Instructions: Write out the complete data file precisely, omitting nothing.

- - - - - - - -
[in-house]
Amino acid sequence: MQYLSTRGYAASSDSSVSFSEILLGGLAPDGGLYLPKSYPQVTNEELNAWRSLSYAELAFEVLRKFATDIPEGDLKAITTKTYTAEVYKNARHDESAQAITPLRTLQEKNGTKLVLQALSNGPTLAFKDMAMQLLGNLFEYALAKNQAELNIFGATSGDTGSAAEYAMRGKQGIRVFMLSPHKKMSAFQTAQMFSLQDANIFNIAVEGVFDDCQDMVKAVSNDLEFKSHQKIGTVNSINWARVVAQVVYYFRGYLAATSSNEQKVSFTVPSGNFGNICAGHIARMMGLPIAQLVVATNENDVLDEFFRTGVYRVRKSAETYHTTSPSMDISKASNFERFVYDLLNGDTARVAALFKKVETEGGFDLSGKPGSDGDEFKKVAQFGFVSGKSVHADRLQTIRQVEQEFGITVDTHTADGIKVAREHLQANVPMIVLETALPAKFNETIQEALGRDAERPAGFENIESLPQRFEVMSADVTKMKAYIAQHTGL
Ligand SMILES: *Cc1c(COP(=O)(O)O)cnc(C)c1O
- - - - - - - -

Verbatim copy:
[in-house]
Amino acid sequence: MQYLSTRGYAASSDSSVSFSEILLGGLAPDGGLYLPKSYPQVTNEELNAWRSLSYAELAFEVLRKFATDIPEGDLKAITTKTYTAEVYKNARHDESAQAITPLRTLQEKNGTKLVLQALSNGPTLAFKDMAMQLLGNLFEYALAKNQAELNIFGATSGDTGSAAEYAMRGKQGIRVFMLSPHKKMSAFQTAQMFSLQDANIFNIAVEGVFDDCQDMVKAVSNDLEFKSHQKIGTVNSINWARVVAQVVYYFRGYLAATSSNEQKVSFTVPSGNFGNICAGHIARMMGLPIAQLVVATNENDVLDEFFRTGVYRVRKSAETYHTTSPSMDISKASNFERFVYDLLNGDTARVAALFKKVETEGGFDLSGKPGSDGDEFKKVAQFGFVSGKSVHADRLQTIRQVEQEFGITVDTHTADGIKVAREHLQANVPMIVLETALPAKFNETIQEALGRDAERPAGFENIESLPQRFEVMSADVTKMKAYIAQHTGL
Ligand SMILES: *Cc1c(COP(=O)(O)O)cnc(C)c1O